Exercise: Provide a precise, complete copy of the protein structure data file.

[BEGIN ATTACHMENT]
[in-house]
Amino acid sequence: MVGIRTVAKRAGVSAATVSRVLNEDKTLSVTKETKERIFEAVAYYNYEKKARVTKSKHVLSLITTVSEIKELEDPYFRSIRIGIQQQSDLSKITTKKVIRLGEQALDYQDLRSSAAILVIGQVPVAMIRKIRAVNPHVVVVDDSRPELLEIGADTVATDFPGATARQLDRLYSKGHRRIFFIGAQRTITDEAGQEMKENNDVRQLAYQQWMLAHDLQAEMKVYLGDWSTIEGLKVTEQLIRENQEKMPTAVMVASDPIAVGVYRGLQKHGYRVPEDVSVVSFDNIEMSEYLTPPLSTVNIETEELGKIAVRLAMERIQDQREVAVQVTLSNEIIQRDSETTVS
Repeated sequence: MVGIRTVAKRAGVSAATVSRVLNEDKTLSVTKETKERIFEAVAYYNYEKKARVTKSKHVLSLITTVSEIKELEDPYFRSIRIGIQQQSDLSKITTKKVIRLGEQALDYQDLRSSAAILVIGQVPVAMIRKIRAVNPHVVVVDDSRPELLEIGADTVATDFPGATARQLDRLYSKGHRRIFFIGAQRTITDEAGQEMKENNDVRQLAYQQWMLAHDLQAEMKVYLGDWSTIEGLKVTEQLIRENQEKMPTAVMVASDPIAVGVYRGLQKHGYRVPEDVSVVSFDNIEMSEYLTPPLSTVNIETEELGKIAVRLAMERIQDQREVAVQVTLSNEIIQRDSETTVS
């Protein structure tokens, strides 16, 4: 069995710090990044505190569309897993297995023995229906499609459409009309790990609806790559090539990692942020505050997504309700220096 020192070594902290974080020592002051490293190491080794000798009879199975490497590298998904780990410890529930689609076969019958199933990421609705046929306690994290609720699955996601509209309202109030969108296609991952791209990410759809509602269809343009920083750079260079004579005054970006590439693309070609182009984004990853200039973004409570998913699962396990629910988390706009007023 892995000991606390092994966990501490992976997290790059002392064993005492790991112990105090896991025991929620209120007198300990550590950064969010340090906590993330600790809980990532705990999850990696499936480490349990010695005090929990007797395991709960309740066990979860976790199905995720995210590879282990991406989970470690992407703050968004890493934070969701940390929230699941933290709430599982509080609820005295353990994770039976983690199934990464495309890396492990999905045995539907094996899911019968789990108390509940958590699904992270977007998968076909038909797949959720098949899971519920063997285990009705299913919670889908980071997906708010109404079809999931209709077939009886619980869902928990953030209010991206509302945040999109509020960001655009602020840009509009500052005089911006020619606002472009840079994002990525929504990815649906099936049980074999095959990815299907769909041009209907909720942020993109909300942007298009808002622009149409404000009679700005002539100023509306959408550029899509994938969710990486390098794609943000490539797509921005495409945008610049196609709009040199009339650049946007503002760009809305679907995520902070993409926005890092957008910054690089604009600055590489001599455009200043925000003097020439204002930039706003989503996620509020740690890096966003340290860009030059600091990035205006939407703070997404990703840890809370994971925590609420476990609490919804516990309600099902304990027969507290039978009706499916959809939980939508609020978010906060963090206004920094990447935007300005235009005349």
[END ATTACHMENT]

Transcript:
[in-house]
Amino acid sequence: MVGIRTVAKRAGVSAATVSRVLNEDKTLSVTKETKERIFEAVAYYNYEKKARVTKSKHVLSLITTVSEIKELEDPYFRSIRIGIQQQSDLSKITTKKVIRLGEQALDYQDLRSSAAILVIGQVPVAMIRKIRAVNPHVVVVDDSRPELLEIGADTVATDFPGATARQLDRLYSKGHRRIFFIGAQRTITDEAGQEMKENNDVRQLAYQQWMLAHDLQAEMKVYLGDWSTIEGLKVTEQLIRENQEKMPTAVMVASDPIAVGVYRGLQKHGYRVPEDVSVVSFDNIEMSEYLTPPLSTVNIETEELGKIAVRLAMERIQDQREVAVQVTLSNEIIQRDSETTVS
Repeated sequence: MVGIRTVAKRAGVSAATVSRVLNEDKTLSVTKETKERIFEAVAYYNYEKKARVTKSKHVLSLITTVSEIKELEDPYFRSIRIGIQQQSDLSKITTKKVIRLGEQALDYQDLRSSAAILVIGQVPVAMIRKIRAVNPHVVVVDDSRPELLEIGADTVATDFPGATARQLDRLYSKGHRRIFFIGAQRTITDEAGQEMKENNDVRQLAYQQWMLAHDLQAEMKVYLGDWSTIEGLKVTEQLIRENQEKMPTAVMVASDPIAVGVYRGLQKHGYRVPEDVSVVSFDNIEMSEYLTPPLSTVNIETEELGKIAVRLAMERIQDQREVAVQVTLSNEIIQRDSETTVS
């Protein structure tokens, strides 16, 4: 069995710090990044505190569309897993297995023995229906499609459409009309790990609806790559090539990692942020505050997504309700220096 020192070594902290974080020592002051490293190491080794000798009879199975490497590298998904780990410890529930689609076969019958199933990421609705046929306690994290609720699955996601509209309202109030969108296609991952791209990410759809509602269809343009920083750079260079004579005054970006590439693309070609182009984004990853200039973004409570998913699962396990629910988390706009007023 892995000991606390092994966990501490992976997290790059002392064993005492790991112990105090896991025991929620209120007198300990550590950064969010340090906590993330600790809980990532705990999850990696499936480490349990010695005090929990007797395991709960309740066990979860976790199905995720995210590879282990991406989970470690992407703050968004890493934070969701940390929230699941933290709430599982509080609820005295353990994770039976983690199934990464495309890396492990999905045995539907094996899911019968789990108390509940958590699904992270977007998968076909038909797949959720098949899971519920063997285990009705299913919670889908980071997906708010109404079809999931209709077939009886619980869902928990953030209010991206509302945040999109509020960001655009602020840009509009500052005089911006020619606002472009840079994002990525929504990815649906099936049980074999095959990815299907769909041009209907909720942020993109909300942007298009808002622009149409404000009679700005002539100023509306959408550029899509994938969710990486390098794609943000490539797509921005495409945008610049196609709009040199009339650049946007503002760009809305679907995520902070993409926005890092957008910054690089604009600055590489001599455009200043925000003097020439204002930039706003989503996620509020740690890096966003340290860009030059600091990035205006939407703070997404990703840890809370994971925590609420476990609490919804516990309600099902304990027969507290039978009706499916959809939980939508609020978010906060963090206004920094990447935007300005235009005349």